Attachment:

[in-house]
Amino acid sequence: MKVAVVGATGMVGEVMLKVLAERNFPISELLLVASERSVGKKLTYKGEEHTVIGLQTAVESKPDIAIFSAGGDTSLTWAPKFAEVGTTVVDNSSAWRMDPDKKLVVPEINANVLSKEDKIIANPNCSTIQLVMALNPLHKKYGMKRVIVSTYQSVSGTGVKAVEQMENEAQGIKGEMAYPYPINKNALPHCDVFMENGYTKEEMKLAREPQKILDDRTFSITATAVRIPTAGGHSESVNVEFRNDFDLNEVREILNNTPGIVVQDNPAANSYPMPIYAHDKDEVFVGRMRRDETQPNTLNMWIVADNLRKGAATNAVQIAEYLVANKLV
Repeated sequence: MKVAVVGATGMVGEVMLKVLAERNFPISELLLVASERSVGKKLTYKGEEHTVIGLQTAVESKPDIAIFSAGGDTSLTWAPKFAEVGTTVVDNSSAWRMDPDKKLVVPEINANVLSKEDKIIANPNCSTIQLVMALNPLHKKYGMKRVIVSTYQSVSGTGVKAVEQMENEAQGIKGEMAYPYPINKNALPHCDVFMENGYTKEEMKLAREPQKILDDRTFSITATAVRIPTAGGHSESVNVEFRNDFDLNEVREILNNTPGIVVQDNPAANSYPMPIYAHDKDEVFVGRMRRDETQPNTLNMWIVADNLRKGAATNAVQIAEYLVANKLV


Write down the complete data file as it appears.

[in-house]
Amino acid sequence: MKVAVVGATGMVGEVMLKVLAERNFPISELLLVASERSVGKKLTYKGEEHTVIGLQTAVESKPDIAIFSAGGDTSLTWAPKFAEVGTTVVDNSSAWRMDPDKKLVVPEINANVLSKEDKIIANPNCSTIQLVMALNPLHKKYGMKRVIVSTYQSVSGTGVKAVEQMENEAQGIKGEMAYPYPINKNALPHCDVFMENGYTKEEMKLAREPQKILDDRTFSITATAVRIPTAGGHSESVNVEFRNDFDLNEVREILNNTPGIVVQDNPAANSYPMPIYAHDKDEVFVGRMRRDETQPNTLNMWIVADNLRKGAATNAVQIAEYLVANKLV
Repeated sequence: MKVAVVGATGMVGEVMLKVLAERNFPISELLLVASERSVGKKLTYKGEEHTVIGLQTAVESKPDIAIFSAGGDTSLTWAPKFAEVGTTVVDNSSAWRMDPDKKLVVPEINANVLSKEDKIIANPNCSTIQLVMALNPLHKKYGMKRVIVSTYQSVSGTGVKAVEQMENEAQGIKGEMAYPYPINKNALPHCDVFMENGYTKEEMKLAREPQKILDDRTFSITATAVRIPTAGGHSESVNVEFRNDFDLNEVREILNNTPGIVVQDNPAANSYPMPIYAHDKDEVFVGRMRRDETQPNTLNMWIVADNLRKGAATNAVQIAEYLVANKLV